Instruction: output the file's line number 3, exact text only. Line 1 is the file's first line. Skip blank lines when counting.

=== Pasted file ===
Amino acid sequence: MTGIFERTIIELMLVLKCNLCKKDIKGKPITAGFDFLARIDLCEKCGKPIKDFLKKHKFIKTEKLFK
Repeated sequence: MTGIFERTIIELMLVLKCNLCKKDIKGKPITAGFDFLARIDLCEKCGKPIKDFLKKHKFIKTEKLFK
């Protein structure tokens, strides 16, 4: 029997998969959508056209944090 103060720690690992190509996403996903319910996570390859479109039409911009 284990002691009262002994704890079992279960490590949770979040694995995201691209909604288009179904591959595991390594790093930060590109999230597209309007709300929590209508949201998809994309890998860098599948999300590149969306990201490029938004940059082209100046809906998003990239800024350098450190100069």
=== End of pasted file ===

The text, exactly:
């Protein structure tokens, strides 16, 4: 029997998969959508056209944090 103060720690690992190509996403996903319910996570390859479109039409911009 284990002691009262002994704890079992279960490590949770979040694995995201691209909604288009179904591959595991390594790093930060590109999230597209309007709300929590209508949201998809994309890998860098599948999300590149969306990201490029938004940059082209100046809906998003990239800024350098450190100069």